Come sail away

No. You’re not crazy. It was just a little more than a year ago that you read my three-part series bidding bon voyage to the cruise industry. The thing is ships have a funny way of making it back to port, and I have a knack for finding a way to board them.

So, I’ve left the old Alma mater to return to the sea, but not without racking up some pretty awesome memories. Here are just a few:

Filmmaking
Traveled to Nicaragua with this guy and earned the title of producer for his brilliant documentary films. He even let me shoot a little.
IHeartFIU
Attended my first college football game. I spent three quarters of it in the parking lot and the last quarter at Denny’s.
Degree
Received a Master of Arts in Linguistical Fancy. Not only is linguistical not a word, but also my name is spelled wrong. For these, and many other reasons, this diploma is framed on my wall.
Marco Polo
Made it completely acceptable to play a blind-folded game of Marco Polo around the office. Perhaps there was also a secret, after-hours game of Hide’n Seek. Maybe.
Office Glee
Convinced the office to dress up like characters from “Glee.” Although they all claimed to have never watched the show, they individually nailed their parts.

There was the week I spent at band camp, and the April Fool’s video that was pulled off of the interwebs. And, how can I forget the major knee injury I earned while sliding across the student union while dressed as a turkey. There’s so much more, but I won’t bother sharing them. Those memories are the ones I’ll keep in my permanent suitcase, as I’m once again waving to my friends from the bow of a ship.

I’m on a boat, free

This is number three. You’ve made it!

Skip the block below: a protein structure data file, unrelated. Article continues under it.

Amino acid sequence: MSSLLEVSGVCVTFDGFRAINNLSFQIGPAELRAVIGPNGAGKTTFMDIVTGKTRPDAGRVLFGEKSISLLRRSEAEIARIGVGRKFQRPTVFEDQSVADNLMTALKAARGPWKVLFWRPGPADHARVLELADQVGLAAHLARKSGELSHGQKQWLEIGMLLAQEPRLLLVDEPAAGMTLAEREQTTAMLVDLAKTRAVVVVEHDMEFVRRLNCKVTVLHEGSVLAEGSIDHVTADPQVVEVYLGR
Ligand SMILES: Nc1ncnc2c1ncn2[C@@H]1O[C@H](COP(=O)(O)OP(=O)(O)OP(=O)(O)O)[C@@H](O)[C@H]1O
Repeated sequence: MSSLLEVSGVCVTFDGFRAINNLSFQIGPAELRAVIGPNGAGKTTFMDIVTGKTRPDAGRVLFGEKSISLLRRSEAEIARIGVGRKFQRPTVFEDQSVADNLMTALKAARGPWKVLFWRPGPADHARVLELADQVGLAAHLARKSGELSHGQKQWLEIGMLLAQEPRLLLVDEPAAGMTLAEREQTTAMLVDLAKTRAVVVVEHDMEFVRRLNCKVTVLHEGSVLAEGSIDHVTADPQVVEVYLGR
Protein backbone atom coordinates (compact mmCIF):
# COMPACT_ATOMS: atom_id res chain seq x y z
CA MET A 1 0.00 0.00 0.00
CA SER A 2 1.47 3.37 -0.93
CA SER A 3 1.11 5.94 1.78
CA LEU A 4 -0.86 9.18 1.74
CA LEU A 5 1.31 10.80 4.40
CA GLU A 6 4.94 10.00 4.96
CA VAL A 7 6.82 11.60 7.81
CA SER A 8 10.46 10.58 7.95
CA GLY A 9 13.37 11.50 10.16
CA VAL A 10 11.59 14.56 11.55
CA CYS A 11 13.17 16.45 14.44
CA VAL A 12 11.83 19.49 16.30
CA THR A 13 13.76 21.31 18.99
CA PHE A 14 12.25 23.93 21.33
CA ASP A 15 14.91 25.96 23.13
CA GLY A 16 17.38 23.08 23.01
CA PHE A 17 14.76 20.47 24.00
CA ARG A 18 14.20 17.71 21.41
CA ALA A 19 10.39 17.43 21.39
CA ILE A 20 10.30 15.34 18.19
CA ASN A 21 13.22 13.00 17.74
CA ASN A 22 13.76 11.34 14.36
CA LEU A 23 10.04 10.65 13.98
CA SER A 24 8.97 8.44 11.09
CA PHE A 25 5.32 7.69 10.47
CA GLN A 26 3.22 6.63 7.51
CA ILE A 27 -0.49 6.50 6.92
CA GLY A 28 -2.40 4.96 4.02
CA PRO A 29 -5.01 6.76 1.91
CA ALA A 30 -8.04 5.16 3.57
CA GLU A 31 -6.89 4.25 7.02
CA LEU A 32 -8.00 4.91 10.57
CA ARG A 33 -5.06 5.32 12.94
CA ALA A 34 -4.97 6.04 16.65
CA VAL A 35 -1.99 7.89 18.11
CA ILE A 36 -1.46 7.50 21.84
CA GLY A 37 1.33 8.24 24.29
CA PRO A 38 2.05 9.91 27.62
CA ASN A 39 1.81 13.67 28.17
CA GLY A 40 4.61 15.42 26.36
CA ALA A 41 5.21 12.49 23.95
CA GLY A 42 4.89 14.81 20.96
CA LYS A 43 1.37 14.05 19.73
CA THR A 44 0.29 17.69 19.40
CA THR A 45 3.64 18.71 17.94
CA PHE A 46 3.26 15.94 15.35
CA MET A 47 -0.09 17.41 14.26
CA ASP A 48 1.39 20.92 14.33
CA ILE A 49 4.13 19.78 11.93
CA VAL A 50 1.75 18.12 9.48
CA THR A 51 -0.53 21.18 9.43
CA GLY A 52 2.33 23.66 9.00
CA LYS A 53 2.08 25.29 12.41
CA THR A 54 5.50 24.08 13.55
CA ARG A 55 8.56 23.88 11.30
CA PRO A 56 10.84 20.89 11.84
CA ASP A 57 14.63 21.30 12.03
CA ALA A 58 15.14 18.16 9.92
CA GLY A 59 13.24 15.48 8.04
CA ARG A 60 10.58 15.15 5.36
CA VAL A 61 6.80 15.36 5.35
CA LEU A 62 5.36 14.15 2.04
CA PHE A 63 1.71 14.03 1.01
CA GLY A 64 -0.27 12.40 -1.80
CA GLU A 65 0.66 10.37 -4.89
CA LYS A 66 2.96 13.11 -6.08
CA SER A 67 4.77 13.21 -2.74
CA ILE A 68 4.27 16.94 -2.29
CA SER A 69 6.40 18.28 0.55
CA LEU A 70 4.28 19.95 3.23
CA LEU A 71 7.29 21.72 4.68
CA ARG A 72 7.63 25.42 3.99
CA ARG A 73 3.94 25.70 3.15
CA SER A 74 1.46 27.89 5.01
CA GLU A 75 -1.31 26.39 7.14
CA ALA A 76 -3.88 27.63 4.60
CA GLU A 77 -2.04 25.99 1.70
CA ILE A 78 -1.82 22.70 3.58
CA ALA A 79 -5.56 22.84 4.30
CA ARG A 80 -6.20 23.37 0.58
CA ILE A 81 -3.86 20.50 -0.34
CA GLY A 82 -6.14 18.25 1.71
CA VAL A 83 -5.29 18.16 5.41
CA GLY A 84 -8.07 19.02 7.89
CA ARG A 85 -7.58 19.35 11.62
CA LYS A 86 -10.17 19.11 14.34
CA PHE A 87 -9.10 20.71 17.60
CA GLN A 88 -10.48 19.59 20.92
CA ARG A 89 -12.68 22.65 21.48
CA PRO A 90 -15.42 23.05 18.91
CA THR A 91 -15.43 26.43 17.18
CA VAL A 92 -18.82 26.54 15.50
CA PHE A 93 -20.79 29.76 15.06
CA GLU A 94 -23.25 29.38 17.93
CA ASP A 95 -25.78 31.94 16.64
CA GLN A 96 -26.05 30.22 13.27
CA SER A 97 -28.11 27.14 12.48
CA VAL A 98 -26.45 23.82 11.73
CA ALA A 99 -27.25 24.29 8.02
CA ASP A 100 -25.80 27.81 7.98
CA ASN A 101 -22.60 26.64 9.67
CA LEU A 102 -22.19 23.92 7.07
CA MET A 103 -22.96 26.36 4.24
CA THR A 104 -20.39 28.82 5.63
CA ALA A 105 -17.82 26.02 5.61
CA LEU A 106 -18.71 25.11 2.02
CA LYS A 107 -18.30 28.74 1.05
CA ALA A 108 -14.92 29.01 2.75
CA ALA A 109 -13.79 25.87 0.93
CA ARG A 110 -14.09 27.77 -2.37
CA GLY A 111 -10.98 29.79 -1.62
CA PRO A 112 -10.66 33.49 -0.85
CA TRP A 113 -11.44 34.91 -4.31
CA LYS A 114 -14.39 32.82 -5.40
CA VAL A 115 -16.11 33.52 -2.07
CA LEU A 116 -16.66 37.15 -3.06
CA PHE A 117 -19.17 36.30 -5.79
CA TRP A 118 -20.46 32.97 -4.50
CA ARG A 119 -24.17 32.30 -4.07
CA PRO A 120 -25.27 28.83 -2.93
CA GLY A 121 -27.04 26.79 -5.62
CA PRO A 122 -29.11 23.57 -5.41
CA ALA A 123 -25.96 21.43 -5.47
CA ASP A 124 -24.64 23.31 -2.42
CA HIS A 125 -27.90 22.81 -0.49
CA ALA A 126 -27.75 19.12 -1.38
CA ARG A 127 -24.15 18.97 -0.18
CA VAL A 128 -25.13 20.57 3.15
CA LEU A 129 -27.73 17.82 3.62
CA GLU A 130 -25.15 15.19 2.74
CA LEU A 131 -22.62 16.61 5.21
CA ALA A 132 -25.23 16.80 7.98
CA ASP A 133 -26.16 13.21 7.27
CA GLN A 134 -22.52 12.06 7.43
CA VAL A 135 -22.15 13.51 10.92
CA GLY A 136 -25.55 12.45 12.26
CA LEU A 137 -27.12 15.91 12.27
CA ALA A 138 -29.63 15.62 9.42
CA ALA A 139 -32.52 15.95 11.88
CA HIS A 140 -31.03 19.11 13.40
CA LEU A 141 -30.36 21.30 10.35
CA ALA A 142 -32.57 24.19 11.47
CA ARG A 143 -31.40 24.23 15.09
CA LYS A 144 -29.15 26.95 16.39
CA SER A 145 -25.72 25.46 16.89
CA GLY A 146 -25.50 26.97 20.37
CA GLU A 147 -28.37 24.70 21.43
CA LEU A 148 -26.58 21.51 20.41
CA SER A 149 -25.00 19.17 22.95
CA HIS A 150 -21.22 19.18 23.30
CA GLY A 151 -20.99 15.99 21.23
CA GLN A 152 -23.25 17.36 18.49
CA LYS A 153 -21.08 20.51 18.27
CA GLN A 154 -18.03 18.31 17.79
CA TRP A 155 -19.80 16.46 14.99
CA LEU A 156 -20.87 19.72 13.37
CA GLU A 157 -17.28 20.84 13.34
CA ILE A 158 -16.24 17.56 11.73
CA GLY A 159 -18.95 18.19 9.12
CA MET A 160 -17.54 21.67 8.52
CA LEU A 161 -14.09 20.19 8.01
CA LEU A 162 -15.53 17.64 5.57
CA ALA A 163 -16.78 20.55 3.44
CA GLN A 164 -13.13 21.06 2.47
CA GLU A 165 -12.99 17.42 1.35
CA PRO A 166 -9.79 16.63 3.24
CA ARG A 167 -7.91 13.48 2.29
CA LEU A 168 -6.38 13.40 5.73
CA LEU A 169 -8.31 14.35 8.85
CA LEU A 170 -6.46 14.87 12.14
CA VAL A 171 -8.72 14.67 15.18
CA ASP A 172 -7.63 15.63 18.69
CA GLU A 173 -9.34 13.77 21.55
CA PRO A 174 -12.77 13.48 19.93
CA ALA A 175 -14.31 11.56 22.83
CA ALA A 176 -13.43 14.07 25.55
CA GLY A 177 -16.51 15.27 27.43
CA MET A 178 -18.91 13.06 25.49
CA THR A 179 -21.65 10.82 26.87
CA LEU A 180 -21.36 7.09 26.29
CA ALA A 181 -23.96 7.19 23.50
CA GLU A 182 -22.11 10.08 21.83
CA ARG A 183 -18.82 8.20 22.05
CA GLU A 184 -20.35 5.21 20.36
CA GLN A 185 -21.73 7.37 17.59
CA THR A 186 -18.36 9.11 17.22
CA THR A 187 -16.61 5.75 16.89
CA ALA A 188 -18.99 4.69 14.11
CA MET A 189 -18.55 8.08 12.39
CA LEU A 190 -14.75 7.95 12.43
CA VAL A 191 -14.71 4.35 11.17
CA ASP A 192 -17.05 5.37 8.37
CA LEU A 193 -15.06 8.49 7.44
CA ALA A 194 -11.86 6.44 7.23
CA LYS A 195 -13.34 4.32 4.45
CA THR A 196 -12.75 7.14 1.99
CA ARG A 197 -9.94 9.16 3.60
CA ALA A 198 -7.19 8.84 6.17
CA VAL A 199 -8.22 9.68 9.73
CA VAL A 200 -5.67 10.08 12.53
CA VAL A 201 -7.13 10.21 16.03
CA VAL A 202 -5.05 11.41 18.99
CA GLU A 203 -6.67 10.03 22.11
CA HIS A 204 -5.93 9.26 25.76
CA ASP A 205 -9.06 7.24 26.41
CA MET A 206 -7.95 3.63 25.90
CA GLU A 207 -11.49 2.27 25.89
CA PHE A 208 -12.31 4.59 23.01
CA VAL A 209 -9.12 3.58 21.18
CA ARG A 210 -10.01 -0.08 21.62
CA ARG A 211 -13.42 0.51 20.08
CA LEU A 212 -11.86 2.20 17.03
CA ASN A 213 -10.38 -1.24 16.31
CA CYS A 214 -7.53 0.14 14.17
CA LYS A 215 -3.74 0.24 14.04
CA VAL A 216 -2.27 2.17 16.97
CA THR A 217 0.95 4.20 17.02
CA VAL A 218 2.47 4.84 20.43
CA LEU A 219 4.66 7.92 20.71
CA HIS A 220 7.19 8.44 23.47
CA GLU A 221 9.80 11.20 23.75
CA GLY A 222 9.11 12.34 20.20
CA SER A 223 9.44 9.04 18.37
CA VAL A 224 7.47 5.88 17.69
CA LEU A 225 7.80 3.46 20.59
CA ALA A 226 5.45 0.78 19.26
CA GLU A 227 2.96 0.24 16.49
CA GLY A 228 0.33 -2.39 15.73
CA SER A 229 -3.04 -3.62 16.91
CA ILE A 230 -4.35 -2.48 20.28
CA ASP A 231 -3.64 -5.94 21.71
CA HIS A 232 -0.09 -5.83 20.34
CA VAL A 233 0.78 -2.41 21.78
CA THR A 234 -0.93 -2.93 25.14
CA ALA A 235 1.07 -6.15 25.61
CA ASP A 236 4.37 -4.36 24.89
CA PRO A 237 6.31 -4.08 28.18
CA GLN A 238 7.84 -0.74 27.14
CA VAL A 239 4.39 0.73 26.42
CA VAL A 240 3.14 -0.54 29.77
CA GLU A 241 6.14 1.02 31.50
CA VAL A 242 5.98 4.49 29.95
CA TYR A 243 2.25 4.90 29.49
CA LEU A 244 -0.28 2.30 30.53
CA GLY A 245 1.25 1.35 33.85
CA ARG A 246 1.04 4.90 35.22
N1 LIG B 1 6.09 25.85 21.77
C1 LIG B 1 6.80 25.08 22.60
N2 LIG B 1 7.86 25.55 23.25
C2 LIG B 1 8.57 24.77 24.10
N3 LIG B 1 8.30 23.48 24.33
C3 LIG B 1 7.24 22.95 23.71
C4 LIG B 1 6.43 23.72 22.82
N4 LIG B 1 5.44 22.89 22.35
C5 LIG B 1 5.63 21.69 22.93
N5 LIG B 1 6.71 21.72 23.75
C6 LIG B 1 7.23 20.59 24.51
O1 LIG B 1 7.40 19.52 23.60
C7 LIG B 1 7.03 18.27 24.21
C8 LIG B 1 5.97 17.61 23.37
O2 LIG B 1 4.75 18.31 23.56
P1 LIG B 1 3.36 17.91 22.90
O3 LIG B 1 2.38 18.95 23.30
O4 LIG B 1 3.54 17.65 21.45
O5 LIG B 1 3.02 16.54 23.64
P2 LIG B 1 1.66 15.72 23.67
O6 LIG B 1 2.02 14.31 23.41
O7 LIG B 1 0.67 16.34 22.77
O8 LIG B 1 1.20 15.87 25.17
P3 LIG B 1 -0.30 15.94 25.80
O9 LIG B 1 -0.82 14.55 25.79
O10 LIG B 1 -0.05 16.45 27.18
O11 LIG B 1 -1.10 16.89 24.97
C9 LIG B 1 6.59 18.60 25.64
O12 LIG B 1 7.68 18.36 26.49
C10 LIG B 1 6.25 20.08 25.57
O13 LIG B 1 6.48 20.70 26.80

I’m Free.

Half a dozen ships sailed out today. I was on none.

My suitcase is empty and stored in my closet. My toothbrush is standing at attention, in its holder. I do not have a frosty drink or a cigarette in either hand. My ship phone does not have a caller on the other end asking for a bottle of Blue Label and tofu hummus. As a matter of fact, I don’t have a ship phone. I just have a cell phone – good for making calls on land.

This is the second time I leave ships. The first time, I cried. Like a baby. But then again, I was a baby. This time, however, was different. I left without looking back. For fear of whiplash and awkward conversation.

The golf cart whisked us away from the gangway, (me, some big-shot vice president and none other than the CEO,) to the car that would eventually take us to the airport.

A few hours before my departure, I, wearing a cocktail dress and heels, belly-flopped into the pool and did a backspin on the ledge guests use to pretend they can walk on water. It’s the same joke, every cruise – especially if they purchased a bucket of Bud Light. While soaking wet, I picked up a yellow “Caution When Wet” sign and with it, walked around the entire ship dripping wet. All of this was captured on surveillance cameras and, for good measure, I had two friends use their cell phones to document my act of mayhem.

After making it safely from the pool to the crew bar, I decided to return to my room for a quick shower and wardrobe change. Once dry, I ended up taking shots of Jameson; catching french fries with my mouth from across a table; getting lifted on a chair, while three non-Jews sang Hava Nagila; and avoiding eye contact with Rebecca, the highly intoxicated and mentally unstable guest. There’s always a Rebecca on every cruise.

And then, that was it.

I woke up the next morning, packed my bags, tied up loose ends, said my good-byes, and drove away with the president. I did take some things with me (It’s only fair, they got to keep my bonus). Namely:

  • Being surprised by a seal in Ketchikan.
  • Running around Sorrento like we owned the place.